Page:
Screenshot of Humphrey Bogart from the trailer...
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From a ninth century monk to a 21st century television show, with pit stops in Hollywood and the White House, this name has history aplenty.

Thanks to Paul for suggesting our Baby Name of the Day: Humphrey.

Back in the 800s, in a little German town called Prüm, there lived a monk called Hunfrid. Hunfrid eventually became a bishop, and is remembered as a saint.

In his lifetime, Hunfrid’s Latin name would’ve been Hunfridus. But today, look him up in official church records, and he’s St. Humphrey.

Hun comes from a Germanic element meaning something along the lines of bear, or possibly strength. You’ll recognize -frid from Frederick; the element means peace. The Normans brought him to England, but found him waiting there, too, as Hunfrith.

The n-to-m switch wasn’t unusual. Humbert took a similar path. And many a name appears with both ph and f spellings.

In various forms, Humphrey had a good run in Medieval England. King Henry IV of England gave the name to his youngest son, the 1st Duke of Gloucester. He wasn’t the first well-born Humphrey; the royal Humphrey was named after his maternal grandfather. The 2nd Earl of Buckingham answered to the name, too.

By the late nineteenth century, Humphrey was only in sparing use. His last appearance in the US Top 1000 was in 1894. Hollywood legend Humphrey Bogart – yup, that’s his given name – was born on Christmas Day, 1899.

Despite Bogart’s privileged Upper West Side upbringing, he fell in love with acting. First came Broadway, then Hollywood. He graduated from tough guy to romantic lead. He’s remembered best as Rick in Casablanca, heroically giving up the woman he loves. His career flourished from the 1940s into the 50s, when he won a Best Actor Oscar.

Today Humphrey might strike most as a surname. Possibly that’s thanks to Hubert Horatio Humphrey, Jr., vice president under Lyndon Johnson in the 1960s. His son, Hubert Horatio Humphrey III, has also had a career in Minnesota politics.

If not a surname, then Humphrey might give you more of a zoological vibe. Animals aplenty have answered to Humphrey, including:

  • A cat in residence at 10 Downing Street, jokingly referred to as the Chief Mouser. He was named after Yes, Minister character Sir Humphrey Appleby;
  • A pair of bears. The first is a staple on Australian kids’ television, the star of Here’s Humphrey. The second is a minor Disney character who starred in shorts in the 1950s and 60s;
  • In last year’s animated wolf movie Alpha and Omega, Humphrey is the underdog. He’s thrown together with alpha wolf Kate, and through a series of unlikely events, they fall in love.

Humphrey’s hopes for a renaissance come not from the animal kingdom, but from the small screen. TV’s Gossip Girl features the Humphrey family – aspiring writer Dan, his former rock star dad Rufus, rebellious little sister Jenny, socialite stepmama Lily. Dan is often referred to by his last name, and somehow it starts to sound just right.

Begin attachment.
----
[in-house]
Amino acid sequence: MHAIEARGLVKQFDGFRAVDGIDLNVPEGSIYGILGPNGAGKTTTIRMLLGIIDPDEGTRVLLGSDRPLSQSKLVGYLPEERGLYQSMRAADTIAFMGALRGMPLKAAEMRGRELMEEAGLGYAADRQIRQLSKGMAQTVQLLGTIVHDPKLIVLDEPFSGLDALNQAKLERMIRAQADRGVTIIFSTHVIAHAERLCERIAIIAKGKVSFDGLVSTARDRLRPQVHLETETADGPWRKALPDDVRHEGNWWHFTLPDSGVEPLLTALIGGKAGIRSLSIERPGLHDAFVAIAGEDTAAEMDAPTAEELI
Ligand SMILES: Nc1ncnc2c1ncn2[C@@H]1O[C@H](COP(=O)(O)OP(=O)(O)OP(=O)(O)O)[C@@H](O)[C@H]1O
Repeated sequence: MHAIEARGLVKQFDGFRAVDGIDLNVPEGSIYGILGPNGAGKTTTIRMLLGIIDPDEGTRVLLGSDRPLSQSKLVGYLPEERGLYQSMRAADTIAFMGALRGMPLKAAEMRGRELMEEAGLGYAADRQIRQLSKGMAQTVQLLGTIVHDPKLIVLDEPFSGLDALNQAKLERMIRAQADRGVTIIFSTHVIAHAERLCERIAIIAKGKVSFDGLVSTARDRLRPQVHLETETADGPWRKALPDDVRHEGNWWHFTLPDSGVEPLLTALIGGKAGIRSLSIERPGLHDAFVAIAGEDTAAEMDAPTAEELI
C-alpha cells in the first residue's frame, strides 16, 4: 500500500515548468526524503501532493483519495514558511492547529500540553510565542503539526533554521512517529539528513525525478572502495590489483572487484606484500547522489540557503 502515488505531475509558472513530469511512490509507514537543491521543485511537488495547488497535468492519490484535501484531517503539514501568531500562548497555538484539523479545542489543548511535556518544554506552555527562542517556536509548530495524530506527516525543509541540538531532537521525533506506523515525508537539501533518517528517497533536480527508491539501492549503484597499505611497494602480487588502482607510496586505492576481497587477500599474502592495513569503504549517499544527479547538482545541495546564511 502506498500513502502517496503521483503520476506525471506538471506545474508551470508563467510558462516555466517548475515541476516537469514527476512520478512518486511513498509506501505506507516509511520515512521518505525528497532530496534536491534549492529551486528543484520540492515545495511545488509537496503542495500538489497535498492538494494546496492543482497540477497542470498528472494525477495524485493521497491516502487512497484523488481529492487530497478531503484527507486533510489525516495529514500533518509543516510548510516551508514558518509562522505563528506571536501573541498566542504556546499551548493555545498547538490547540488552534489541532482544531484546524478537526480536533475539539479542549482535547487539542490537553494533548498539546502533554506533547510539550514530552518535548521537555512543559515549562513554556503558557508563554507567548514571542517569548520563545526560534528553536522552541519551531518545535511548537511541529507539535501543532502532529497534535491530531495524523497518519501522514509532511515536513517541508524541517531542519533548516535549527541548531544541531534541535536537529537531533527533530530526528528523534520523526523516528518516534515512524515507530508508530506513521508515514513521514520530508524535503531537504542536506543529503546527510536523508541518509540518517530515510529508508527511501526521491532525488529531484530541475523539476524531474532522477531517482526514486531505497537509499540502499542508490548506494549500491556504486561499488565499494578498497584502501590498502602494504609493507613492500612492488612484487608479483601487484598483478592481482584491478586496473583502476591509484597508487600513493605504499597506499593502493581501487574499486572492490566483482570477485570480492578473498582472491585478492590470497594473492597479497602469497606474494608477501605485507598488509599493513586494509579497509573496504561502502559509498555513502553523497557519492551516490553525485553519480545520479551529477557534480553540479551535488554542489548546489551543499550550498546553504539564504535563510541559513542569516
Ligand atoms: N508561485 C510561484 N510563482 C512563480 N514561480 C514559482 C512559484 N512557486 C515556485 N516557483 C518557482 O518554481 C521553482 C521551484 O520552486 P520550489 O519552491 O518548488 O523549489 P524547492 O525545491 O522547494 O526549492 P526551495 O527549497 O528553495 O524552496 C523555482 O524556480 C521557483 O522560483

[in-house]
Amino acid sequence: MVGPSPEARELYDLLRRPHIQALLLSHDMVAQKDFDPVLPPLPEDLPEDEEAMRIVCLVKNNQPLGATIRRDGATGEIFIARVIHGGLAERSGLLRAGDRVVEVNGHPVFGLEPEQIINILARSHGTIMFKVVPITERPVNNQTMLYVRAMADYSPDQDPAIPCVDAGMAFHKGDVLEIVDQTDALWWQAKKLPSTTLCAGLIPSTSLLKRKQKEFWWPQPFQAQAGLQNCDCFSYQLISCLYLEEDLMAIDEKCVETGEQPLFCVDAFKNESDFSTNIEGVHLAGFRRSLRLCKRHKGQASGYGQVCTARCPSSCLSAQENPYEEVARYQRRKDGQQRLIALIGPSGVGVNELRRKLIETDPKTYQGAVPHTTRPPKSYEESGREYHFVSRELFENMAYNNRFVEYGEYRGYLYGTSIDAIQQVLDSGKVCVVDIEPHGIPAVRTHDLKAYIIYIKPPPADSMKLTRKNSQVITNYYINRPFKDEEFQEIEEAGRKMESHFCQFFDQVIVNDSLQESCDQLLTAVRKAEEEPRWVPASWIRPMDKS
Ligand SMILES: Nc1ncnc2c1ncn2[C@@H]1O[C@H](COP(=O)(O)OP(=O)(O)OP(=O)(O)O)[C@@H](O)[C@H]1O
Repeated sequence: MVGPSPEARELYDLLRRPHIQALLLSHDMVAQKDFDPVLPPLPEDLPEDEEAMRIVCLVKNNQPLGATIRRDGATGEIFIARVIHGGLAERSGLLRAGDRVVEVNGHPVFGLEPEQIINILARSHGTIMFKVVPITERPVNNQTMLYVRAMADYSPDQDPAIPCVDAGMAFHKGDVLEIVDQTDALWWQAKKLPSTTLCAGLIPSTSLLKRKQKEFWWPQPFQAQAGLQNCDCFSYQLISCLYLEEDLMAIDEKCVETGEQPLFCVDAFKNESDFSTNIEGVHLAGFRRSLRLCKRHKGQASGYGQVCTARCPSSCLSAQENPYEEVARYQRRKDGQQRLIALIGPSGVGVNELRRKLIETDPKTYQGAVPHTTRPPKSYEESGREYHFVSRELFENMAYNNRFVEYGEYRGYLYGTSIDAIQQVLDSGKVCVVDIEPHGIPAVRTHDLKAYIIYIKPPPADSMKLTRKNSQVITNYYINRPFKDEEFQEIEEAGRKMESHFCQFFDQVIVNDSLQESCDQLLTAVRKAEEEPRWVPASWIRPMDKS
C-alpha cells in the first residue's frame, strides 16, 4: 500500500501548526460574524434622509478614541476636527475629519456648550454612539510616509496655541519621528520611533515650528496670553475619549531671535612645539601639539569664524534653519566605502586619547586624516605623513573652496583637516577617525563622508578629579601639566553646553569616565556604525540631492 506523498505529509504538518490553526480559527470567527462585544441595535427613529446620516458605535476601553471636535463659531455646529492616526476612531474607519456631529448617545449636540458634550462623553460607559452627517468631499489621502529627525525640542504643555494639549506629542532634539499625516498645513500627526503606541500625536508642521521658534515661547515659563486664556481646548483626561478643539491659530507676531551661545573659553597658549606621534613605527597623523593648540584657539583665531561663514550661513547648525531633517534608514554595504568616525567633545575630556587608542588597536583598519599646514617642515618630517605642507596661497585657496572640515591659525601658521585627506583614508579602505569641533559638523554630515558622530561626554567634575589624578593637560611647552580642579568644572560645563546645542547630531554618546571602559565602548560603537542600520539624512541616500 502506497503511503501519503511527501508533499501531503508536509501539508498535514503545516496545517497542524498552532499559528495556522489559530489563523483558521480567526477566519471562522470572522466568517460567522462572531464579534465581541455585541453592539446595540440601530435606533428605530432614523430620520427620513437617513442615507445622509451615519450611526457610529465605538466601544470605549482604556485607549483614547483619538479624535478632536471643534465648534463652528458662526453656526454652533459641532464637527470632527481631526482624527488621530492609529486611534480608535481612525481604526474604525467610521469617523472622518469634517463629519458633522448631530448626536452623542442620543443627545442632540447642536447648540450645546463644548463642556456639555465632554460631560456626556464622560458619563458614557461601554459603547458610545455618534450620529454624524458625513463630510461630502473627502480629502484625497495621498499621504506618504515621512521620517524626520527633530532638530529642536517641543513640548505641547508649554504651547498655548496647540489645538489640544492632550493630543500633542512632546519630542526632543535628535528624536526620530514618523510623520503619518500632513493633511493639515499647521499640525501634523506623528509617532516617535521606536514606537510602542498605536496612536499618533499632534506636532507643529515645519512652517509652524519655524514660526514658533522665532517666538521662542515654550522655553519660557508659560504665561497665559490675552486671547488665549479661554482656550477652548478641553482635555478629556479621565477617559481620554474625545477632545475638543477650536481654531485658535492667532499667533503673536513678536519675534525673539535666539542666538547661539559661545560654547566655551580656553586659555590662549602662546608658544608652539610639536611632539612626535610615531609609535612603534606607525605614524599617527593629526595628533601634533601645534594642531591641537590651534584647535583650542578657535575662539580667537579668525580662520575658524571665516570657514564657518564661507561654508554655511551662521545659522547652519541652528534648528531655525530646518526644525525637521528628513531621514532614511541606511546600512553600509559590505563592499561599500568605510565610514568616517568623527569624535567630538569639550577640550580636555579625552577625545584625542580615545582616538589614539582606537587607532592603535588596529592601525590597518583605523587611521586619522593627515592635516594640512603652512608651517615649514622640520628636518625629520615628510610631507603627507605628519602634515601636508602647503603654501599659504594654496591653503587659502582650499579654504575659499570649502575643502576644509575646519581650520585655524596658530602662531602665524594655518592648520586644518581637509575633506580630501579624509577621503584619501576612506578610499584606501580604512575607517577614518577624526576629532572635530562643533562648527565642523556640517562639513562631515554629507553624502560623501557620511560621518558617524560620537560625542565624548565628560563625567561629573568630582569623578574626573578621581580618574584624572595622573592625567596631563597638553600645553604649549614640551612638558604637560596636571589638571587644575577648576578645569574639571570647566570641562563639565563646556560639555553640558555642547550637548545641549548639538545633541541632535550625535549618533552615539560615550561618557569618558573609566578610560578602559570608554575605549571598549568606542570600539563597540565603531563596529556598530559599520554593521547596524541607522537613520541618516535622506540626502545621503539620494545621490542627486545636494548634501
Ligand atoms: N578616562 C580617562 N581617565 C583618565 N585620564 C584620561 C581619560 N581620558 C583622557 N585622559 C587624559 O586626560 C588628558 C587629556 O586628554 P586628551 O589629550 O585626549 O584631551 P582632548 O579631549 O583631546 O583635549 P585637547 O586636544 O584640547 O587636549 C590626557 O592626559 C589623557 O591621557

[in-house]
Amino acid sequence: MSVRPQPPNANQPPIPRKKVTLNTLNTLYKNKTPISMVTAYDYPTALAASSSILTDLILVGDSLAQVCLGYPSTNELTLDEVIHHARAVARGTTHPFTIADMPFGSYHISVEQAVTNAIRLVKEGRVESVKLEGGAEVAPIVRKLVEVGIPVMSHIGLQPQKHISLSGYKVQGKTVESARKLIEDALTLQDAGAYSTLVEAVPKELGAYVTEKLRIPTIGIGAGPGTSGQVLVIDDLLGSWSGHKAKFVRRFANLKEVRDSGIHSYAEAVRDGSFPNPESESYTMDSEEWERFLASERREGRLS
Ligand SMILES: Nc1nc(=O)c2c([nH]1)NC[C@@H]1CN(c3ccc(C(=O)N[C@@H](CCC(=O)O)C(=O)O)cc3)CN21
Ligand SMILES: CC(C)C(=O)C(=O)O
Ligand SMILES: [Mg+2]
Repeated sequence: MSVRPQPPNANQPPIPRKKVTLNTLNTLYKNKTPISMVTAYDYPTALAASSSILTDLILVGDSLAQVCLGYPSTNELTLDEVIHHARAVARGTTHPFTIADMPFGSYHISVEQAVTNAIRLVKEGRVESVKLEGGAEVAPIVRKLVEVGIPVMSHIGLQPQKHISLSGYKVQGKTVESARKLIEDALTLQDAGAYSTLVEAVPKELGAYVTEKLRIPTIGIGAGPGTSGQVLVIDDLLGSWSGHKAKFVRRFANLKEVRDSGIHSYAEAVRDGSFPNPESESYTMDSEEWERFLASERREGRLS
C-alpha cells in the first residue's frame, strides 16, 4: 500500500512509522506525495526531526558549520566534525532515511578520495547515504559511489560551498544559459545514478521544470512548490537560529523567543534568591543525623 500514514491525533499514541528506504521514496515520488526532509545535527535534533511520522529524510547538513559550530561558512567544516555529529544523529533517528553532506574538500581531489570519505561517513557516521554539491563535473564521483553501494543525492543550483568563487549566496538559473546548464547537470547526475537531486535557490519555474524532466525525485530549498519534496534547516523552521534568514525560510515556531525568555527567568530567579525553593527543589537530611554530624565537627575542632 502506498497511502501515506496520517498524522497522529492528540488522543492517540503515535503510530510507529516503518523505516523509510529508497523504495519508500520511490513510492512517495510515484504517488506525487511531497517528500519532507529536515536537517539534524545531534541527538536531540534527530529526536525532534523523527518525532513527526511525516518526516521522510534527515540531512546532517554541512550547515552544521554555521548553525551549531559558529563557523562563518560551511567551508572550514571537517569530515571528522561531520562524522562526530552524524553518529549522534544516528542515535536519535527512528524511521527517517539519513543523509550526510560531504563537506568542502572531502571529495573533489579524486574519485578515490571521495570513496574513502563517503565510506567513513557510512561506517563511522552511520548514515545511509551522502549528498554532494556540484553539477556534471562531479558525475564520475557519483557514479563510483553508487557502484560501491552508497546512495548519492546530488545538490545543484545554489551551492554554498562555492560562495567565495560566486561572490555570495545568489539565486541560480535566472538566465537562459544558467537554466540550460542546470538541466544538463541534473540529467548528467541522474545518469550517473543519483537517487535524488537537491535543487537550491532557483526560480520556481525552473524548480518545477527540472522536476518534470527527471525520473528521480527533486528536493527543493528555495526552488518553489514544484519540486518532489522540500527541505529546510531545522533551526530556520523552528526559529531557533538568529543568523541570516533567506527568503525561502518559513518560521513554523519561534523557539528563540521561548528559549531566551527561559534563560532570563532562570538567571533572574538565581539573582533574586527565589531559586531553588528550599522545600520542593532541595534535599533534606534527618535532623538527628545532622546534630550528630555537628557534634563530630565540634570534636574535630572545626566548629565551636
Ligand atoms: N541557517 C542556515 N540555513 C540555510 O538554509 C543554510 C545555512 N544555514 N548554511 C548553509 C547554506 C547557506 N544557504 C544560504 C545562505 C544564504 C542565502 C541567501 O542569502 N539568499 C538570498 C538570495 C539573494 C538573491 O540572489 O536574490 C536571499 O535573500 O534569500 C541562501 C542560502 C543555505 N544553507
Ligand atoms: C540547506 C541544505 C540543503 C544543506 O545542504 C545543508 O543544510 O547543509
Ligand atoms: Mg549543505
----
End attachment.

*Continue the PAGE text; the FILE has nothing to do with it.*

With playgrounds filled with screen legends like Natalie, Ava, and Audrey, a little Humphrey might fit right in.

About Abby Sandel

Whether you're naming a baby, or just all about names, you've come to the right place! Appellation Mountain is a haven for lovers of obscure gems and enduring classics alike.

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What do you think?


  1. I don’t say the “p” either.

    As a Minnesota Democrat I want to like Humphrey, but the lack of tease-proof nicknames make it hard to use. Humpy, Humpty, Harry? I suppose you could go the route of H.H.Humphrey III and go by Skip (IV goes by Buck.).

    The Minnesota Viking play at the beleaguered Hubert H. Humphrey Metrodome. Since the Vikings have been trying to push a new stadium bill through the Legislature for years and the Dome’s roof collapsed this winter… I don’t think they’ll play there for long.

  2. This is one of those names just doesn’t do anything for me. I say “hrumph” a lot when frustrated/pouting, and that’s all I can see when I see/hear Humphrey.

    Also, do more people say “Hump-phrey” or “Hum-phrey” I wonder… where does the P slide for most accents? (irregardless of the “correct” prn)

    1. Not sure which is more correct, but I say Hum-phrey, though if I’m consciously pronouncing the name, yeah it comes out Hump-phrey. I hadn’t thought about that, but emphasizing that P would seem to make it less wearable.

    2. There’s a definite ‘p’ in the middle when I say it, whether I try to pronounce it or not. I just had my mom say it for me, and she doesn’t pronounce a ‘p’ at all.

  3. I love Humphrey, but I would worry about schoolyard teasing because of the “hump” sound much more than names like Walter or Howard. I could see kids saying “Humps are Free”. 🙁
    I do love it though! Perhaps as a middle? 😉

    1. Oooh, Walter and Howard are two of my faves! Wally and Howie sound so adorably old-fashioned yet current 🙂 And I agree, Humphrey reminds me of them as well.
      My assocation with Humphrey is Gossip Girl and Bogart equally; I do think Humphrey could work on a little boy these days.

  4. Bogie aside, Humphrey’s pretty heavy a sound. Wasn’t Humphrey a form of his Mom’s maiden name? I think she was Maud Humphrey (or Humphries, I forget).
    I like Humphrey, really I do. His elaborately swishy feel, his neat sound… reminds me of my beloved Aloysius.

  5. Sorry, this California girl immediately thinks “Humphrey the Whale” aka “Humphrey the Humpback Whale” that twice lost his way while migrating from Mexico to Alaska, entering San Francisco Bay and having to be rescued by humans after his extended stay in fresh water.

    Could Hugh or Huey be used as a nickname?